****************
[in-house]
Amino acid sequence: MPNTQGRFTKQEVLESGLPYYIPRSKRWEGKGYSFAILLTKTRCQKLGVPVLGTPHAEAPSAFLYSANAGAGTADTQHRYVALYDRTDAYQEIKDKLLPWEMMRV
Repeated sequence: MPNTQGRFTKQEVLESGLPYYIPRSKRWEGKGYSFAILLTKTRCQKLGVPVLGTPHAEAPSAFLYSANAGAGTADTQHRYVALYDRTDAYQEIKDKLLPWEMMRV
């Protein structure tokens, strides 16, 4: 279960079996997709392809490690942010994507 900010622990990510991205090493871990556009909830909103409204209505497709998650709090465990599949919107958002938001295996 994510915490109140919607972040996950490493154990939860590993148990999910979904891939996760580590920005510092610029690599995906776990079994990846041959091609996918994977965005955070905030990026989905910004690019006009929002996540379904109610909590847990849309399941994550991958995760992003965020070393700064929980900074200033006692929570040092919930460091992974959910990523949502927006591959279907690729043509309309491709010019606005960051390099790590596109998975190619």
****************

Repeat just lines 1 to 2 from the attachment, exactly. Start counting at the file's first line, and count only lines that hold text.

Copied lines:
[in-house]
Amino acid sequence: MPNTQGRFTKQEVLESGLPYYIPRSKRWEGKGYSFAILLTKTRCQKLGVPVLGTPHAEAPSAFLYSANAGAGTADTQHRYVALYDRTDAYQEIKDKLLPWEMMRV